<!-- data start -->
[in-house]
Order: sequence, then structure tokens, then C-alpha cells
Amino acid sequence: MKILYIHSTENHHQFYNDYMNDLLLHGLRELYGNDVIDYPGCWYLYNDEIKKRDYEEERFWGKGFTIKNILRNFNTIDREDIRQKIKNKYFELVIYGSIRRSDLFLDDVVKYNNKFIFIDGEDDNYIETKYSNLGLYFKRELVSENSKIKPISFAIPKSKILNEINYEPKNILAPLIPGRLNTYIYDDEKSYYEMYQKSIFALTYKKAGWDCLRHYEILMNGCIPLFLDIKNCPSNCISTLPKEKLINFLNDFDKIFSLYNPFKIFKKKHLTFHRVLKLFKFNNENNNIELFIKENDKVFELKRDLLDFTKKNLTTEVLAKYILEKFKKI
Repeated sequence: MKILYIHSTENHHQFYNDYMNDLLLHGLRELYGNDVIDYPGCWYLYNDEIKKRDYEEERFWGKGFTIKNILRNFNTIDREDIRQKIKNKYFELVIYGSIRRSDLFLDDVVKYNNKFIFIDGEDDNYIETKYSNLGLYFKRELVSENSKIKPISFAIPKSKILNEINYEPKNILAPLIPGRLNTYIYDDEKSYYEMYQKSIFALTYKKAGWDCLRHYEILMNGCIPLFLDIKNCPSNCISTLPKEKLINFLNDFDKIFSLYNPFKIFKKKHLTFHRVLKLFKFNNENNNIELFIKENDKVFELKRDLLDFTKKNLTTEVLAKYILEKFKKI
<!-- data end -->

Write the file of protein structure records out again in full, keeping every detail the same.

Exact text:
[in-house]
Order: sequence, then structure tokens, then C-alpha cells
Amino acid sequence: MKILYIHSTENHHQFYNDYMNDLLLHGLRELYGNDVIDYPGCWYLYNDEIKKRDYEEERFWGKGFTIKNILRNFNTIDREDIRQKIKNKYFELVIYGSIRRSDLFLDDVVKYNNKFIFIDGEDDNYIETKYSNLGLYFKRELVSENSKIKPISFAIPKSKILNEINYEPKNILAPLIPGRLNTYIYDDEKSYYEMYQKSIFALTYKKAGWDCLRHYEILMNGCIPLFLDIKNCPSNCISTLPKEKLINFLNDFDKIFSLYNPFKIFKKKHLTFHRVLKLFKFNNENNNIELFIKENDKVFELKRDLLDFTKKNLTTEVLAKYILEKFKKI
Repeated sequence: MKILYIHSTENHHQFYNDYMNDLLLHGLRELYGNDVIDYPGCWYLYNDEIKKRDYEEERFWGKGFTIKNILRNFNTIDREDIRQKIKNKYFELVIYGSIRRSDLFLDDVVKYNNKFIFIDGEDDNYIETKYSNLGLYFKRELVSENSKIKPISFAIPKSKILNEINYEPKNILAPLIPGRLNTYIYDDEKSYYEMYQKSIFALTYKKAGWDCLRHYEILMNGCIPLFLDIKNCPSNCISTLPKEKLINFLNDFDKIFSLYNPFKIFKKKHLTFHRVLKLFKFNNENNNIELFIKENDKVFELKRDLLDFTKKNLTTEVLAKYILEKFKKI